Iron ore: High-cost supplies are returning

The iron ore market is showing surprising strength. Since the beginning of the month, prices have moved back above $60 per tonne.

We believe this strength is mainly a reflection of positive sentiment rather than improving fundamentals.

Iron ore demand from Chinese steel mills has moved beyond the seasonal peak and should continue to fall over the coming months.

Chinese steel production is unchanged from last year, despite the government’s stimulus measures. While steel inventories are below last year’s level, they were building again more recently.

Taken together with persistently high exports, which have led to increasing protectionism around the world, this signals overproduction.

We do not believe that the current strength in steel prices will last. Meanwhile, we are observing signs that higher-cost iron ore supplies are returning to the market.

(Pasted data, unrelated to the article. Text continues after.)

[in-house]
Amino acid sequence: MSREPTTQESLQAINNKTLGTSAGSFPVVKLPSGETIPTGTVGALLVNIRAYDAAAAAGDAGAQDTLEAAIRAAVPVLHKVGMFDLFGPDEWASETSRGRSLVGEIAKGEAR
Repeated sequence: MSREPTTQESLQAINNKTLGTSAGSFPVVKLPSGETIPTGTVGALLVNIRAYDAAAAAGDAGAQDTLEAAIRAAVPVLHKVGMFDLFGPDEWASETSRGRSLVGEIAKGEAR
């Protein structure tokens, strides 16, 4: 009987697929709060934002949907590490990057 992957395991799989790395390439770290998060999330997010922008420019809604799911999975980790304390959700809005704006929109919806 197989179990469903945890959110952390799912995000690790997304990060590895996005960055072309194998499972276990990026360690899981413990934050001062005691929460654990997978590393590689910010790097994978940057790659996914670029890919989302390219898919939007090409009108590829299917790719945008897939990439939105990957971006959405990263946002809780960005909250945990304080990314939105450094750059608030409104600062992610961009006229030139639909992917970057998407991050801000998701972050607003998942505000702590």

Exports from Middle Eastern and West African producers to China have picked up again this year, adding to ongoing low-cost supply growth from Australia and Brazil.

Hence, we remain of the opinion that the iron ore market is oversupplied and expect prices to come down. This morning, China-traded prices are down more than 4%.

Positive sentiment rather than improving fundamentals is supporting the iron ore market. Due to falling demand from China’s steel mills and rising supplies, we expect prices to come down from today’s levels.

We reiterate our short-recommendation as well as our hands-off stance towards the miners.

Carsten Menke is Julius Baer’s Commodity Research analyst 

 

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